This cross-sectional study was carried out at the Department of Dermatology, Services Institute of Medical Sciences/ Services Hospital Lahore, during the period from June 2016 to June 2017. Thirty patients of pemphigus vulgaris diagnosed clinically with histopathological confirmation were included in the study. Patients of any age and of either sex having active disease and with any duration of disease were enrolled after taking an informed consent. The disease was considered to be active if patients had new blisters for the last 2 weeks. Patients with other forms of pemphigus and vesiculobullous disorders were excluded from the study. DIF was performed on Tzanck smear and plucked hair of each of the patient. Tzanck smear was prepared by scraping the base of each blister/ erosion. Material obtained was then smeared on glass slide. Four slides were made and air dried. Smears were stained with fluorescein isothiocyanate (FITC) conjugate antihuman IgG, IgM, IgA and C3 for 30 minutes.

These slides were then rinsed in phosphate buffer saline (PBS) solution 3 times for 10 minutes each, mounted in buffered glycerol and examined under fluorescent microscope. Bright green fluorescence at margin of cells in case of individual cells and in intercellular region in case of group of cells was considered as positivity of smear for pemphigus vulgaris. Hair was plucked from the scalp using rubber-tipped artery forceps. Four anagen hair was selected, placed on glass slide and washed in PBS for 10 minutes. They were then incubated with antihuman IgG, IgM, IgA and C3 FITC conjugates for 1 hour. At the end of procedure, they were washed again with PBS with 3 cycles of 10 minutes each, mounted in buffered glycerol and examined under fluorescent microscope. Intercellular deposition of immunoglobulins in ORS of plucked hair was considered positive for the diagnosis of pemphigus vulgaris.

Table 1 Positive direct immunofluorescence results with relation to duration of disease and site of involvement.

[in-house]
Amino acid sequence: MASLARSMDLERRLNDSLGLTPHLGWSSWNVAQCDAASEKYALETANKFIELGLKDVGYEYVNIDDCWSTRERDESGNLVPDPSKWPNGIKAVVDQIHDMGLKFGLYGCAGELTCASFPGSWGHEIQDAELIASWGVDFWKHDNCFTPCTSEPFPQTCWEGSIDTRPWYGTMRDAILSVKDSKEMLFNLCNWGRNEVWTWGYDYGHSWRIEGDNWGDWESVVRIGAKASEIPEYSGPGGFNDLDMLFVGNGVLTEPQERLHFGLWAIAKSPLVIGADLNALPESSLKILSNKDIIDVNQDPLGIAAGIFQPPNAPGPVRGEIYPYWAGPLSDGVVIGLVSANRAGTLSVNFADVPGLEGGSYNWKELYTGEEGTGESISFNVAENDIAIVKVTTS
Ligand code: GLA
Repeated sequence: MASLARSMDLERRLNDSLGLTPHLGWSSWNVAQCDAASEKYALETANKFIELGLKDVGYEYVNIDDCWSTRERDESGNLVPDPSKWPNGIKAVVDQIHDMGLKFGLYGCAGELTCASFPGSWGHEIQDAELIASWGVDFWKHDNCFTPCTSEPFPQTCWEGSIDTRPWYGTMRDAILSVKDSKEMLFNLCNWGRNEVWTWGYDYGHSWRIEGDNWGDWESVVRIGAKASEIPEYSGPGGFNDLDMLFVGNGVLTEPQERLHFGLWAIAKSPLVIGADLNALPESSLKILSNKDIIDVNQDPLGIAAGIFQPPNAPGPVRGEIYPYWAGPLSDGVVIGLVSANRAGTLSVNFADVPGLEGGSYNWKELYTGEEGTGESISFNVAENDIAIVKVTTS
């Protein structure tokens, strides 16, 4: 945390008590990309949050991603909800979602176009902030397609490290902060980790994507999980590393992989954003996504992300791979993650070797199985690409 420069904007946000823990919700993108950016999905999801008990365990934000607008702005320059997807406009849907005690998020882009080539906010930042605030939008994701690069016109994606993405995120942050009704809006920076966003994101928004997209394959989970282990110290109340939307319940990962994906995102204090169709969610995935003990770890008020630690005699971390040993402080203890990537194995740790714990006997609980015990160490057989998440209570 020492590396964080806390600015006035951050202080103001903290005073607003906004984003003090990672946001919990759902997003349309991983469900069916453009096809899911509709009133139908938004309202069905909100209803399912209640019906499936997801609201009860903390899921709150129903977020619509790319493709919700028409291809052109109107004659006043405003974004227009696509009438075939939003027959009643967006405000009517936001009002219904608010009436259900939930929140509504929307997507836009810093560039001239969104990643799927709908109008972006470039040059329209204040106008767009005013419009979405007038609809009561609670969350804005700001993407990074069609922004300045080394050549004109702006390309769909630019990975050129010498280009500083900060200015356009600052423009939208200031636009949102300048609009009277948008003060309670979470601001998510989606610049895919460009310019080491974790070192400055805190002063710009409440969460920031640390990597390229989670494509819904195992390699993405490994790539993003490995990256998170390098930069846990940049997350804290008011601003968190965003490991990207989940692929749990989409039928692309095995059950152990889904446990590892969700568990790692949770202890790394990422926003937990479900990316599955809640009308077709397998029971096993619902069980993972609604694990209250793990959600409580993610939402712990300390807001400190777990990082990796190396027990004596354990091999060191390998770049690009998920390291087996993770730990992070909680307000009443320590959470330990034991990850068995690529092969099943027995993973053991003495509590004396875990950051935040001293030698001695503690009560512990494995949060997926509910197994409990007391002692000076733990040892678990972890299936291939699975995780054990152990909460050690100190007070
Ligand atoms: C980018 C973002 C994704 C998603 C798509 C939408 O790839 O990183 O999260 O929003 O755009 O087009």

Duration of disease

###a$? 3 Months###> 3 Months

###(n=19, 63.3%)###(n=11, 36.7%)

Plucked hair###17(89.5%)###10(90.9%)

(p=0.702)

###Site of involvement

###Mucosa only###Mucocutaneous

###(n=7, 23.3%)###(n=23, 76.7%)

Tzanck smear###3(42.9%)###20(87.0%)

(p=0.556)

Plucked hair###5(71.4%)###22(95.7%)

(p=0.596)

Results

A total of 30 patients of pemphigus vulgaris were studied. Among these patients there were 21 (70%) males and 9 (30%) females with mean age of 36 years. There were 11 (37%) patients who were having the disease for greater than 3 months and 19 (63%) patients had the disease for less than or equal to 3 months. Patients with both mucosal and cutaneous involvement were 23 (77%) and those with disease limited to mucosa were 7 (23%). There were 16 (53%) patients of pemphigus vulgaris who had lesions on the scalp while 14 (47%) patients did not show any scalp involvement. DIF was positive on Tzanck smear in 23 (76.7%) of patients (Figure 1). DIF on plucked hair was positive in 27 (90%) of patients (Figure 2). In 20 (67%) of the patients both tests were positive (Figure 3). Chi-square test was used to compare the diagnostic value of both these tests using the Fisher exact's method.

There was no significant difference between the diagnostic value of these tests suggesting that both tests are useful to diagnose pemphigus vulgaris (p=0.436). In order to determine the reliability of each test, the results of DIF on Tzanck smear and on plucked hair were compared separately against an expected 'n' using chi-square test - Fisher exact method with the hypothesis that the results were positive in all the patients. The result indicated that DIF on plucked hair is more reliable (p=0.071) as compared to DIF on Tzanck smear (p=0.001) in the diagnosis of pemphigus vulgaris (Figure 4). Patients with duration of disease a$?3 months showed DIF positivity on Tzanck smear in 16 (84.2%) and on plucked hair in 17 (89.5%) patients. DIF was positive on Tzanck smear in 7 (63.6%) patients and on plucked hair in 10 (90.9%) patients with disease of greater than 3 months duration. There was no statistically significant difference on DIF positivity in respect of disease duration.